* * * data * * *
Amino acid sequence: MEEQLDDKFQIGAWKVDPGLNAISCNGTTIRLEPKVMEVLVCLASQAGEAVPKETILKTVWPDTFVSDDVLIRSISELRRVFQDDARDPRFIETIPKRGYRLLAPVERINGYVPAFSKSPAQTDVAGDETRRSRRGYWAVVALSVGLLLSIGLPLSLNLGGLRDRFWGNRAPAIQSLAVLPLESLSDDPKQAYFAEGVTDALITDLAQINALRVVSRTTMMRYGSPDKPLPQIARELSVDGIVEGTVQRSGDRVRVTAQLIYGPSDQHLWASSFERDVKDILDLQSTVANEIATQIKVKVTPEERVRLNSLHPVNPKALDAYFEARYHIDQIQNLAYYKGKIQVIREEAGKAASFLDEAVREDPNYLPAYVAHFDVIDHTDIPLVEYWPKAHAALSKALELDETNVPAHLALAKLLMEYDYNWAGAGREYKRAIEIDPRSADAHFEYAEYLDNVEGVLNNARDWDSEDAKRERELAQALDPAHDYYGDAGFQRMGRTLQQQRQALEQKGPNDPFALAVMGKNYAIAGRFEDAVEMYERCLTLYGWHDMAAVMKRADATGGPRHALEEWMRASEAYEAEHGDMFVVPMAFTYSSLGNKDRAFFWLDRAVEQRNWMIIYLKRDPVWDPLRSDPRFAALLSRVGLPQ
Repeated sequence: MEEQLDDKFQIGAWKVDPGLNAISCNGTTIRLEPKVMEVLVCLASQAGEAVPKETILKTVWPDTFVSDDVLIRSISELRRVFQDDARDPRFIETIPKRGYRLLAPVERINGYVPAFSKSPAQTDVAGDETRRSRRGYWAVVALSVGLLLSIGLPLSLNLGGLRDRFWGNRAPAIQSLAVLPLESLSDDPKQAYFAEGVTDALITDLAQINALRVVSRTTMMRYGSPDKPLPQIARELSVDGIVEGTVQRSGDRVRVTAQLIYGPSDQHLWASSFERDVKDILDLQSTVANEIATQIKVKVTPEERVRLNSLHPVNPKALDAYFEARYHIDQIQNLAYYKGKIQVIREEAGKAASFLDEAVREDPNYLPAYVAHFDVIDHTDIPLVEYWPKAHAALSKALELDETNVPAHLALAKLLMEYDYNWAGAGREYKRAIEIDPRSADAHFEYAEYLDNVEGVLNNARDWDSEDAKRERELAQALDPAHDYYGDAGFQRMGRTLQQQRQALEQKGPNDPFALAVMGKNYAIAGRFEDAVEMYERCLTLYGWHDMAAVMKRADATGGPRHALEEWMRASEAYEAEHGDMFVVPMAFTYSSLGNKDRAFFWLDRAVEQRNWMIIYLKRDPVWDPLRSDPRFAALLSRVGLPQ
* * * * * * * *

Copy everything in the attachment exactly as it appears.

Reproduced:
Amino acid sequence: MEEQLDDKFQIGAWKVDPGLNAISCNGTTIRLEPKVMEVLVCLASQAGEAVPKETILKTVWPDTFVSDDVLIRSISELRRVFQDDARDPRFIETIPKRGYRLLAPVERINGYVPAFSKSPAQTDVAGDETRRSRRGYWAVVALSVGLLLSIGLPLSLNLGGLRDRFWGNRAPAIQSLAVLPLESLSDDPKQAYFAEGVTDALITDLAQINALRVVSRTTMMRYGSPDKPLPQIARELSVDGIVEGTVQRSGDRVRVTAQLIYGPSDQHLWASSFERDVKDILDLQSTVANEIATQIKVKVTPEERVRLNSLHPVNPKALDAYFEARYHIDQIQNLAYYKGKIQVIREEAGKAASFLDEAVREDPNYLPAYVAHFDVIDHTDIPLVEYWPKAHAALSKALELDETNVPAHLALAKLLMEYDYNWAGAGREYKRAIEIDPRSADAHFEYAEYLDNVEGVLNNARDWDSEDAKRERELAQALDPAHDYYGDAGFQRMGRTLQQQRQALEQKGPNDPFALAVMGKNYAIAGRFEDAVEMYERCLTLYGWHDMAAVMKRADATGGPRHALEEWMRASEAYEAEHGDMFVVPMAFTYSSLGNKDRAFFWLDRAVEQRNWMIIYLKRDPVWDPLRSDPRFAALLSRVGLPQ
Repeated sequence: MEEQLDDKFQIGAWKVDPGLNAISCNGTTIRLEPKVMEVLVCLASQAGEAVPKETILKTVWPDTFVSDDVLIRSISELRRVFQDDARDPRFIETIPKRGYRLLAPVERINGYVPAFSKSPAQTDVAGDETRRSRRGYWAVVALSVGLLLSIGLPLSLNLGGLRDRFWGNRAPAIQSLAVLPLESLSDDPKQAYFAEGVTDALITDLAQINALRVVSRTTMMRYGSPDKPLPQIARELSVDGIVEGTVQRSGDRVRVTAQLIYGPSDQHLWASSFERDVKDILDLQSTVANEIATQIKVKVTPEERVRLNSLHPVNPKALDAYFEARYHIDQIQNLAYYKGKIQVIREEAGKAASFLDEAVREDPNYLPAYVAHFDVIDHTDIPLVEYWPKAHAALSKALELDETNVPAHLALAKLLMEYDYNWAGAGREYKRAIEIDPRSADAHFEYAEYLDNVEGVLNNARDWDSEDAKRERELAQALDPAHDYYGDAGFQRMGRTLQQQRQALEQKGPNDPFALAVMGKNYAIAGRFEDAVEMYERCLTLYGWHDMAAVMKRADATGGPRHALEEWMRASEAYEAEHGDMFVVPMAFTYSSLGNKDRAFFWLDRAVEQRNWMIIYLKRDPVWDPLRSDPRFAALLSRVGLPQ